One of Harold Zavitz’s main tasks in the 1950s, as with other foresters employed by the Department of Lands and Forests in southern Ontario, was to try to get the cattle out of the woods. However, the farming community proved to be one obstacle in this endeavour. When the Kettle Creek Conservation Authority was established in 1966, observers noted the lack of success that had been heretofore achieved in this regard. Some 351 acres were found in its survey to be “wooded pasture”, so degraded as to “no longer be classed as a woodlot.” Cattle grazing was also devastating the forest around the municipal water supply. This created 110 serious gully erosion cuts in the forest. 51
While deforestation was also contributing to pollution by sediment, there were numerous other sources of pollution in Kettle Creek that were turning it into a dead zone. The e-coli membrane filter count was on a scale comparable to the Walkerton disaster of 170,000 per one million caused by livestock. Problems were also caused by the poorly operated sewage treatment plant in St. Thomas, which discharged massive amounts of carbon into Kettle Creek. The bed of the creek below the treatment plant was covered by life destroying black mud that killed all fish life from St. Thomas to Lake Erie. The creek was also fouled by a refuse dump, which when it rained poured leachate directly into the stream. During heavy rains refuse frequently floated down the river. 52
The creation of the Kettle Creek Conservation Authority in the mid-1960s was crucial to achieving success in addressing all these problems. This process has been aided by the passage of other legislation, including tree protection by-laws. Since 1966 local forest cover has increased from 10.8% to 15% with the biggest improvement coming in the lower part of the watershed. In contrast to much of southwestern Ontario, however, the forest cover in the Authority’s other two sub-watersheds is improving. In addition, livestock grazing in forests has faded into history. Most importantly, the lower third of the watershed has the best riparian cover (48.5%, or roughly double the rest of the watershed), and also the best overall forest cover (19.6 %). This is crucial to addressing the serious problem of phosphorous discharges into Lake Erie, which degrades it by contributing to the creation of massive algae blooms. 53
What is most remarkable has been the resurrection of Kettle Creek in the several miles downstream from St. Thomas to Lake Erie. As predicted in the 1966 founding survey, the cleaning up of pollution did result in trout entering it from Lake Erie. Moreover, the creek is recovering the characteristics of a healthy warm water stream, with game fish such as panfish, large, rock and small mouth bass, and catfish returning. On one tributary, Mill Creek, a mottled sculpin was recently identified as a sign that the tributary is recovering to cold water conditions. 54 More recently, the Kettle Creek Conservation Authority has undertaken an aggressive co-operative tree planting program with private owners, with a million trees at 25 cents being distributed in the past decade. The biggest afforestation achievement has been the planting of 500 acres around the Lake Whittaker Conservation Area, which protects the headwaters of Kettle Creek. 55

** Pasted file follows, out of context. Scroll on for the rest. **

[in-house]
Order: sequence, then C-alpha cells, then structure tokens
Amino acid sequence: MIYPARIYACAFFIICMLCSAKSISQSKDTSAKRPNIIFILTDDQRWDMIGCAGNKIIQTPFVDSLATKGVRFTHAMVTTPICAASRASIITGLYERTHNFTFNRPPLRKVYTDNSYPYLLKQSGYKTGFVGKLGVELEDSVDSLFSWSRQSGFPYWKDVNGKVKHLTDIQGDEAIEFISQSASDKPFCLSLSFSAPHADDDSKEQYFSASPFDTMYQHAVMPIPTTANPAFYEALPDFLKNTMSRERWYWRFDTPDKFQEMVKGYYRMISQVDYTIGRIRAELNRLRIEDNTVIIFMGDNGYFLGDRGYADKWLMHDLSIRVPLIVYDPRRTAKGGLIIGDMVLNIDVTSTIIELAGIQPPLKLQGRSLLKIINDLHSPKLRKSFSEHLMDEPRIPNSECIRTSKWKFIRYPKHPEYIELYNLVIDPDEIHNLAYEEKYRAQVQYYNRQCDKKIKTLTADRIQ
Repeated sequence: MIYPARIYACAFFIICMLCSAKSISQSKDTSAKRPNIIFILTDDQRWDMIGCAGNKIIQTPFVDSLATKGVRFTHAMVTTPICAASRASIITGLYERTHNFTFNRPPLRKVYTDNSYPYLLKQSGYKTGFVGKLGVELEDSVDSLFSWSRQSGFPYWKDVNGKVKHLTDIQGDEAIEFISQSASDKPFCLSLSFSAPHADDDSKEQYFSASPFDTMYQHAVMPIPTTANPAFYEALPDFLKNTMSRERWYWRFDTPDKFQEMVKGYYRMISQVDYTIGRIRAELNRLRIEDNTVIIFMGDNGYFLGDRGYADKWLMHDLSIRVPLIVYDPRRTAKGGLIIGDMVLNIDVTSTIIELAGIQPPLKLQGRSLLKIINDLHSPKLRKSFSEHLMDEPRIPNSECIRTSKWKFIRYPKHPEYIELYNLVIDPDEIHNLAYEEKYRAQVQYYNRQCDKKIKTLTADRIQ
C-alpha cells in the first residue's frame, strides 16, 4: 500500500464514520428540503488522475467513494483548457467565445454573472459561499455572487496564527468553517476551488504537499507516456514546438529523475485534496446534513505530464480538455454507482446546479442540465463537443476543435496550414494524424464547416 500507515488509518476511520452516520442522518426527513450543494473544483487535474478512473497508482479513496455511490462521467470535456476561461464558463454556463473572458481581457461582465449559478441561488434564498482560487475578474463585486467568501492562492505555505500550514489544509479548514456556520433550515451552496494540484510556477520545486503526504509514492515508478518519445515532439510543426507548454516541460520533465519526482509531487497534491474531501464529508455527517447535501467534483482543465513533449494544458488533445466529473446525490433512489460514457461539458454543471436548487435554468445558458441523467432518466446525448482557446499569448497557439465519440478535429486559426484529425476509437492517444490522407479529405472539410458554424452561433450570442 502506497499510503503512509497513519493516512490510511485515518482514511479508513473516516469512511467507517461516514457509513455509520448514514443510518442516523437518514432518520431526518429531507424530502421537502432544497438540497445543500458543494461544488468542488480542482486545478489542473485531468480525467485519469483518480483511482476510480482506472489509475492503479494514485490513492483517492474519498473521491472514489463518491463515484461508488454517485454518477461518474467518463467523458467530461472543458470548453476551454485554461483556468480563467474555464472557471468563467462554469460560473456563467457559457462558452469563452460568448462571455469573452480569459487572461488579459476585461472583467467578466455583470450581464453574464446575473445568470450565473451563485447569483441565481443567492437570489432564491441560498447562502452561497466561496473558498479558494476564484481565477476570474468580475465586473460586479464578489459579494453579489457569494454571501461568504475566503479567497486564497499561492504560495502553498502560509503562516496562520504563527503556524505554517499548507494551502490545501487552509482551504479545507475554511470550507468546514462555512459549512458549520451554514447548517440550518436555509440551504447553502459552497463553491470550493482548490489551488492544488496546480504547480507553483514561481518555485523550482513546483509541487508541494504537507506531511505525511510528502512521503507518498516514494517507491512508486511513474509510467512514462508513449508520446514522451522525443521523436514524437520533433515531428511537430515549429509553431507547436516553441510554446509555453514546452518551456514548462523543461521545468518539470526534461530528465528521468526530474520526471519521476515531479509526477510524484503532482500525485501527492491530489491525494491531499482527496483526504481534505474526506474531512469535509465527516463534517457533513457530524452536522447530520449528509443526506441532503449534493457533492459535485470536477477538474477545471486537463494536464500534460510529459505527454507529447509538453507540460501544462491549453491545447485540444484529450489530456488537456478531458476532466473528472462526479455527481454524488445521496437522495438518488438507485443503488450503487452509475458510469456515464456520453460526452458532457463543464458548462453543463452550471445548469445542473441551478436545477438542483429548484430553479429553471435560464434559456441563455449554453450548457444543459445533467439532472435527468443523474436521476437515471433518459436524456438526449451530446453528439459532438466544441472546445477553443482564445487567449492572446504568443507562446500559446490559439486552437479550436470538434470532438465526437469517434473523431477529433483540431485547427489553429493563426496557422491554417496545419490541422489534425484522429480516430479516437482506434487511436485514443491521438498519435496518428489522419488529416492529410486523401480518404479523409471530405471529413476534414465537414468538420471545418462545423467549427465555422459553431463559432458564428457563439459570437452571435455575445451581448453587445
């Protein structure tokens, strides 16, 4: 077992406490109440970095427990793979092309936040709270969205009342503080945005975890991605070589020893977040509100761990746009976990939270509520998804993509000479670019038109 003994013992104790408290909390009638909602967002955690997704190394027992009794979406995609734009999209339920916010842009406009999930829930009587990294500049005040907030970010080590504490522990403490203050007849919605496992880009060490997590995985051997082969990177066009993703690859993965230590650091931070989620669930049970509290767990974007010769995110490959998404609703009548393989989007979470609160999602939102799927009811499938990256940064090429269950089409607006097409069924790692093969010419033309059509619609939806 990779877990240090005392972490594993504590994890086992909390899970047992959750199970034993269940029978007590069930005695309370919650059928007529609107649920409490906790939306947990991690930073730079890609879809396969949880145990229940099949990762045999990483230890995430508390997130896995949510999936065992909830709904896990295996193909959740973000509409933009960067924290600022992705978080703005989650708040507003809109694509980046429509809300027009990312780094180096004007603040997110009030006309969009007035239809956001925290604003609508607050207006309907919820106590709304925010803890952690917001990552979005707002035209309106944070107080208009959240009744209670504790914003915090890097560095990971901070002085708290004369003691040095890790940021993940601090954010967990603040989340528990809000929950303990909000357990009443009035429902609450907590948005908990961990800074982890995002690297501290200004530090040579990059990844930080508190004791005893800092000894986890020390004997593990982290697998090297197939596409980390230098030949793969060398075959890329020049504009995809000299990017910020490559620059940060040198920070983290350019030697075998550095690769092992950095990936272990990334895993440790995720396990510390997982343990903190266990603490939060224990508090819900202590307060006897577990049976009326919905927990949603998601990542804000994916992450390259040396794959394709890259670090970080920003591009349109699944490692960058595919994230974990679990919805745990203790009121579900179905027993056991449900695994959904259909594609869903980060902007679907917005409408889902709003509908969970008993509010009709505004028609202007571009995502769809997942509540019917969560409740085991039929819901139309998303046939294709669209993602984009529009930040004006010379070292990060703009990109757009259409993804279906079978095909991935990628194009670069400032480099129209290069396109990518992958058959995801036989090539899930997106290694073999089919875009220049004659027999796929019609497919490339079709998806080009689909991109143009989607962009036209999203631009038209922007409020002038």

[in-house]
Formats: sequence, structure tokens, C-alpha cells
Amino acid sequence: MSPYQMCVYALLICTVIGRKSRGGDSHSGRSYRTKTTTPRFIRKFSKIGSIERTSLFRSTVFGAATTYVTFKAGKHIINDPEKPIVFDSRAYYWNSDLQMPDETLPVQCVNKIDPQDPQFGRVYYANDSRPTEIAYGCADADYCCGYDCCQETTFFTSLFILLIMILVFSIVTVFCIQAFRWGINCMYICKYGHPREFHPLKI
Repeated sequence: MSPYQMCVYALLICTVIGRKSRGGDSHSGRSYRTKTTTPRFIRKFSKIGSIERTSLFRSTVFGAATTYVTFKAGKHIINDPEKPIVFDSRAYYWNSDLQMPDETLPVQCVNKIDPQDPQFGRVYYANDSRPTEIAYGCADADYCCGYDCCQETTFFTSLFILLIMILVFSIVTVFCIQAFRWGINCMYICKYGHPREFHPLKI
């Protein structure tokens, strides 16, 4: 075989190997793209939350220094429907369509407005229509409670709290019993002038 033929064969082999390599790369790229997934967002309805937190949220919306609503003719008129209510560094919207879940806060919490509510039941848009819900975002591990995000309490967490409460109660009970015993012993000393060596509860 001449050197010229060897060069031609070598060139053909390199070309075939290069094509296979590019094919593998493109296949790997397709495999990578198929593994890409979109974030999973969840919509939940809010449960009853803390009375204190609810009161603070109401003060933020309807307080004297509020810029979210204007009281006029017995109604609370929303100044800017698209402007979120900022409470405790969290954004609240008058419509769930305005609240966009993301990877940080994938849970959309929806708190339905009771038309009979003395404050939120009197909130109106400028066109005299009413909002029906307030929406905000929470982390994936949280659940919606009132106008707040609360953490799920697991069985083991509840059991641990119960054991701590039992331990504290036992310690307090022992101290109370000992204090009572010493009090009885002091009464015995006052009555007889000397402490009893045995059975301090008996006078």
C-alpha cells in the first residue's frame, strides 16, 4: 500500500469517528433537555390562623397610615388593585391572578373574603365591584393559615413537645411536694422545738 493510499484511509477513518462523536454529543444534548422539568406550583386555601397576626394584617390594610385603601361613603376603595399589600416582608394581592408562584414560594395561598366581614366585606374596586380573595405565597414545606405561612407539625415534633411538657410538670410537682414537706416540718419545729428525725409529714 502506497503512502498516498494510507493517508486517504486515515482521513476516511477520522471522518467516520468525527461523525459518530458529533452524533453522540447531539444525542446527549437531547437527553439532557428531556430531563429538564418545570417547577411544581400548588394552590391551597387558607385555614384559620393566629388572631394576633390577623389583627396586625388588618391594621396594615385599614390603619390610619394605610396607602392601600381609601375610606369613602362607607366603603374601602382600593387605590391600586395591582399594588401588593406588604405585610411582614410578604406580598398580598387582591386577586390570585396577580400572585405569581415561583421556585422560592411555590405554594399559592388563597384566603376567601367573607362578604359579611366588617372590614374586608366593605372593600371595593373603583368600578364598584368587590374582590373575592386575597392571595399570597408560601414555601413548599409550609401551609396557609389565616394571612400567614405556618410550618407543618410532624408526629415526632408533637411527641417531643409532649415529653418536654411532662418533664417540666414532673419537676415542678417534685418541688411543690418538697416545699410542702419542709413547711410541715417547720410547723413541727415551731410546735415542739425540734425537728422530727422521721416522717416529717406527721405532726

The importance of Kettle’s Creek’s rehabilitation is part of the broader effort at ecological recovery from deforestation in southern Ontario south of the Canadian Shield. What highlights its significance is the consequences of the absence of an effort of a similar magnitude on the watersheds in the United States that flow into Lake Erie. Although roughly comparable in terms of their contribution to lake flows, uncorrected problems of deforestation have made the United States, particularly the Maumee watershed, the major source of phosphorous loadings in Lake Erie. 56
45 Harold Zavitz, A History of the Lake Forest District, Ontario Department of Lands and Forests, p.8. Unless otherwise noted, the information used in this paper is drawn from this source and Ontario Department of Energy and Resources, Kettle Creek Conservation Authority Survey” (Toronto, 1967).
46 Ontario Department of Energy and Resources, “Kettle Creek Conservation Authority Survey, Water” (Toronto, 1967), p. 7.
47 Ibid., 8.
48 Ontario Department of Energy and Resources, “Kettle Creek Conservation Authority Survey, Land, Forest, Habitat,”
(Toronto, 1968), 21.
49 Ibid., 34.
50 Ontario Department of Energy and Resources, op. cit. “Water”, p 8.
51 Ontario Department of Energy and Resources, op .cit. “Land, Forest, Habitat,” 33-34.
52 Ibid., 6-8.
53 Kettle Creek Conservation Authority website, accessed October 12, 2015, Watershed Report Card.
54 Kettle Creek Conservation Authority website, accessed October 12, 2015, Habitat
55Kettle Creek Conservation Authority website, accessed October 12. 2015, Lake Whitaker Conservation Area.
56 International Joint Commission, A Balanced Diet For Lake Erie: Reducing Phosphorous Loading and Harmful Algal Blooms. 2014.
Zavitz, Harold. A History of the Lake Forest District, Ontario Department of Lands and Forests.
Ontario Department of Energy and Resources, “Kettle Creek Conservation Authority Survey.” Toronto, 1967.
“Kettle Creek Conservation Authority” http://www.kettlecreekconservation.on.ca (accessed October 12, 2015).
International Joint Commission, A Balanced Diet For Lake Erie: Reducing Phosphorous Loading and Harmful Algal Blooms. 2014.